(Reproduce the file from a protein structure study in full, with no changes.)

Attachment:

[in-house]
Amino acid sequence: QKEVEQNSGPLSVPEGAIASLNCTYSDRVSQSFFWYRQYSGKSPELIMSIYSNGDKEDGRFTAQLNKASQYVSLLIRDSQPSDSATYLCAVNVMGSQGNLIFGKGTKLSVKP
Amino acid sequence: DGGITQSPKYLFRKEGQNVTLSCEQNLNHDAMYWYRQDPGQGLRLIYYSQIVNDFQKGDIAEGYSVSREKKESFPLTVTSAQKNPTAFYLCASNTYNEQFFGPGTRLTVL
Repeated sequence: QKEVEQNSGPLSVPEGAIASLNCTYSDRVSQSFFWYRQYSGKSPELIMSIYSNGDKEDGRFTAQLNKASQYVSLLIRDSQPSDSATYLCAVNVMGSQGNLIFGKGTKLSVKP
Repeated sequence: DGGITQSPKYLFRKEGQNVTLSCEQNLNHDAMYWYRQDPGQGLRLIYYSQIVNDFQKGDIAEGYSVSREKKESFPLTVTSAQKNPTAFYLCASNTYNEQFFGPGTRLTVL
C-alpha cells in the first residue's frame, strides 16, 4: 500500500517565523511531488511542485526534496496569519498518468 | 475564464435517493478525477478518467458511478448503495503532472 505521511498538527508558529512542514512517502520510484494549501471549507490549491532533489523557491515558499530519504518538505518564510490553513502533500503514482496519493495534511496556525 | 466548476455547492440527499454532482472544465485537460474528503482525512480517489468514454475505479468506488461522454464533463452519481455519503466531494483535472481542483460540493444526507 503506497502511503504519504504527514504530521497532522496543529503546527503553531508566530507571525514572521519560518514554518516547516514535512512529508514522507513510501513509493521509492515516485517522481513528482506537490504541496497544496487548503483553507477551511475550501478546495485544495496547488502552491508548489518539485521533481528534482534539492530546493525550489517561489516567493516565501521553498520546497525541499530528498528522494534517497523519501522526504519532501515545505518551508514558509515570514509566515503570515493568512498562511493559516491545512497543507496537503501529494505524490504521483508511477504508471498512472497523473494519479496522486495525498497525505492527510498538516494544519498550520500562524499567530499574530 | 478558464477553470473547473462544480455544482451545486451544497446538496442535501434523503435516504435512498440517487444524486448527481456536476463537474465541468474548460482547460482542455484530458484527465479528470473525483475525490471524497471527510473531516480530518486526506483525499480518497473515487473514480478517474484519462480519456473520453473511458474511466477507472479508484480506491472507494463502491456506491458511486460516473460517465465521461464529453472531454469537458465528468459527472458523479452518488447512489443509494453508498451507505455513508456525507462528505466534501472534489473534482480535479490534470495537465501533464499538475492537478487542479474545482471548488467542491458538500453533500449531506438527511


[in-house]
Amino acid sequence: QKEVEQNSGPLSVPEGAIASLNCTYSDRVSQSFFWYRQYSGKSPELIMSIYSNGDKEDGRFTAQLNKASQYVSLLIRDSQPSDSATYLCAVNVMGSQGNLIFGKGTKLSVKP
Amino acid sequence: DGGITQSPKYLFRKEGQNVTLSCEQNLNHDAMYWYRQDPGQGLRLIYYSQIVNDFQKGDIAEGYSVSREKKESFPLTVTSAQKNPTAFYLCASNTYNEQFFGPGTRLTVL
Repeated sequence: QKEVEQNSGPLSVPEGAIASLNCTYSDRVSQSFFWYRQYSGKSPELIMSIYSNGDKEDGRFTAQLNKASQYVSLLIRDSQPSDSATYLCAVNVMGSQGNLIFGKGTKLSVKP
Repeated sequence: DGGITQSPKYLFRKEGQNVTLSCEQNLNHDAMYWYRQDPGQGLRLIYYSQIVNDFQKGDIAEGYSVSREKKESFPLTVTSAQKNPTAFYLCASNTYNEQFFGPGTRLTVL
C-alpha cells in the first residue's frame, strides 16, 4: 500500500517565523511531488511542485526534496496569519498518468 | 475564464435517493478525477478518467458511478448503495503532472 505521511498538527508558529512542514512517502520510484494549501471549507490549491532533489523557491515558499530519504518538505518564510490553513502533500503514482496519493495534511496556525 | 466548476455547492440527499454532482472544465485537460474528503482525512480517489468514454475505479468506488461522454464533463452519481455519503466531494483535472481542483460540493444526507 503506497502511503504519504504527514504530521497532522496543529503546527503553531508566530507571525514572521519560518514554518516547516514535512512529508514522507513510501513509493521509492515516485517522481513528482506537490504541496497544496487548503483553507477551511475550501478546495485544495496547488502552491508548489518539485521533481528534482534539492530546493525550489517561489516567493516565501521553498520546497525541499530528498528522494534517497523519501522526504519532501515545505518551508514558509515570514509566515503570515493568512498562511493559516491545512497543507496537503501529494505524490504521483508511477504508471498512472497523473494519479496522486495525498497525505492527510498538516494544519498550520500562524499567530499574530 | 478558464477553470473547473462544480455544482451545486451544497446538496442535501434523503435516504435512498440517487444524486448527481456536476463537474465541468474548460482547460482542455484530458484527465479528470473525483475525490471524497471527510473531516480530518486526506483525499480518497473515487473514480478517474484519462480519456473520453473511458474511466477507472479508484480506491472507494463502491456506491458511486460516473460517465465521461464529453472531454469537458465528468459527472458523479452518488447512489443509494453508498451507505455513508456525507462528505466534501472534489473534482480535479490534470495537465501533464499538475492537478487542479474545482471548488467542491458538500453533500449531506438527511